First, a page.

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  1. #1

    Thumbs up A Question about Servants?

    As the title states, would roleplaying certain servant roles be Lore-breaking? such as having a Butler, maids, a personal cook, groundskeeper, that would all work on your "estate?"
    please I am eager to hear all of your opinions
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  2. #2
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    Re: A Question about Servants?

    I personally wouldn't think it'd be lore-breaking as Sam and his gaffer were hired on as gardener's for Bag End. I would think that for jobs such as butler, maids, personal cooks, the estate would have to be quite large as the lady folk would normally be staying home to tend to the housework. If it is a large estate, she'd need the extra help I would think.

  3. #3
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    Re: A Question about Servants?

    I don't see anything wrong with it. After all, who else would it be that keeps all the candles and fireplaces lit, or keeps putting food out on the feasting tables? I often RP both my Captain's herald and my skirmish soldier as NPC characters, and nobody has ever had any opposition against it.
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  4. #4
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    Re: A Question about Servants?

    In 'The Hobbit', we actually are introduced to a character named Galion, who is the Elven-king(Thranduil)'s butler.

    At least in Elven society, it seems this concept is acceptable.

    This may not be the case for Hobbits, but then, Elves have a more specific royal hierarchy.
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  5. #5
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    Re: A Question about Servants?

    Quote Originally Posted by Librarian View Post
    In 'The Hobbit', we actually are introduced to a character named Galion, who is the Elven-king(Thranduil)'s butler.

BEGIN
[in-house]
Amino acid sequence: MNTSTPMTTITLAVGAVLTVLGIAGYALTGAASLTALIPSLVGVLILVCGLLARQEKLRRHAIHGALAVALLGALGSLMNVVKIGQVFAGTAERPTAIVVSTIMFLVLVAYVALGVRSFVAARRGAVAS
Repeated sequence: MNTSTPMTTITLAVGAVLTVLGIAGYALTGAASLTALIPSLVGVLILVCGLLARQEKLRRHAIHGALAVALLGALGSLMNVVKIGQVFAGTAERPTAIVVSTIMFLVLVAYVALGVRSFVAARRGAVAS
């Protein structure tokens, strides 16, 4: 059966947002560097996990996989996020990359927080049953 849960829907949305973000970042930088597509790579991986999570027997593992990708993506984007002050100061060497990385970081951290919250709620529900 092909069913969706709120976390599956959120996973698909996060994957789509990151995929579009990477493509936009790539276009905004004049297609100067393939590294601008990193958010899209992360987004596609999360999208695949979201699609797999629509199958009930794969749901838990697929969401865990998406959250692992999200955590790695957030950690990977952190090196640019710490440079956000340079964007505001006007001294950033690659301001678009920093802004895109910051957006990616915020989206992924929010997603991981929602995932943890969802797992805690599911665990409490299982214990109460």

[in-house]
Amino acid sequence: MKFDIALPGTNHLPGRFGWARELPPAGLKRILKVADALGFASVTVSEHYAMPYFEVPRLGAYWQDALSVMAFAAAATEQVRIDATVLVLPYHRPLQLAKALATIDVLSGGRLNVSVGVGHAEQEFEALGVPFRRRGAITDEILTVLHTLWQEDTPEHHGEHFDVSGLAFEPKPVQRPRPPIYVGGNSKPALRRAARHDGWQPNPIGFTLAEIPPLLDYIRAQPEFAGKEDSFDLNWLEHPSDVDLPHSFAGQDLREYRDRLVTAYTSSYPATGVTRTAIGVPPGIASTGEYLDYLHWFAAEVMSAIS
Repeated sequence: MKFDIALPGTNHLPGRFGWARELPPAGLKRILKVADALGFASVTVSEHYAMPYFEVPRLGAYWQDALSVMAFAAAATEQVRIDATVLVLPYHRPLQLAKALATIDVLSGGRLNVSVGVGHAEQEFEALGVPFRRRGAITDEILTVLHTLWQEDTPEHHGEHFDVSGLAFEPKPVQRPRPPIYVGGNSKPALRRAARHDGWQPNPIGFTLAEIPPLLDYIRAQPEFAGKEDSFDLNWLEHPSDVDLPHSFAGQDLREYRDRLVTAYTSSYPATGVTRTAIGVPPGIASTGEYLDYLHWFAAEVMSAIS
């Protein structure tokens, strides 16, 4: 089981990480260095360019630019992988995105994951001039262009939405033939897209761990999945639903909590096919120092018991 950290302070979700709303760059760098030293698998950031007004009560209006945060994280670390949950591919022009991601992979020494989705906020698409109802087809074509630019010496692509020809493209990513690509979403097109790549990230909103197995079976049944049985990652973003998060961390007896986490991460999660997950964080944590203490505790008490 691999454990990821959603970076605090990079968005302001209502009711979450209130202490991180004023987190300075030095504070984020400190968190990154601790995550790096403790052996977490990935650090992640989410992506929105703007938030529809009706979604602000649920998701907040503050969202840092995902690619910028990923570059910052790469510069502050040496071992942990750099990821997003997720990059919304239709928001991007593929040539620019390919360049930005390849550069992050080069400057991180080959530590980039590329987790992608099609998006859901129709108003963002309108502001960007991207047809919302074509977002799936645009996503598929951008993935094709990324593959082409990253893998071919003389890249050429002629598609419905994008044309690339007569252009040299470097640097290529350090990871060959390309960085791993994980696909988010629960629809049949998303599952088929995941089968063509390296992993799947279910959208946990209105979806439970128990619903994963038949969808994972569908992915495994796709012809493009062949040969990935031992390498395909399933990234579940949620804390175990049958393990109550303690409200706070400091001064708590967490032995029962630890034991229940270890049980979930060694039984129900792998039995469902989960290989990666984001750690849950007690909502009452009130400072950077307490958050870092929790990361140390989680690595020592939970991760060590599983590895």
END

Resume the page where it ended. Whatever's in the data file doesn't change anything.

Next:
At least in Elven society, it seems this concept is acceptable.

    This may not be the case for Hobbits, but then, Elves have a more specific royal hierarchy.
    The Elves in The Hobbit aren't exactly like LOTR's Elves. They're a good bit more fairy-tale in character, hence the cheekiness of the Elves of Rivendell, how the Elvenking's feast keeps appearing and disappearing in Mirkwood (that's straight out of tales of Faerie, with mortals blundering into the midst of their revels) and probably also why those two Elves were making free with their king's best wine. They only become fully serious, Silmarillion-style Elves in the latter part of the book, with the lead-up to the Battle of Five Armies.

  6. #6
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    Re: A Question about Servants?

    Quote Originally Posted by Radhruin_EU View Post
    The Elves in The Hobbit aren't exactly like LOTR's Elves. They're a good bit more fairy-tale in character, hence the cheekiness of the Elves of Rivendell, how the Elvenking's feast keeps appearing and disappearing in Mirkwood (that's straight out of tales of Faerie, with mortals blundering into the midst of their revels) and probably also why those two Elves were making free with their king's best wine. They only become fully serious, Silmarillion-style Elves in the latter part of the book, with the lead-up to the Battle of Five Armies.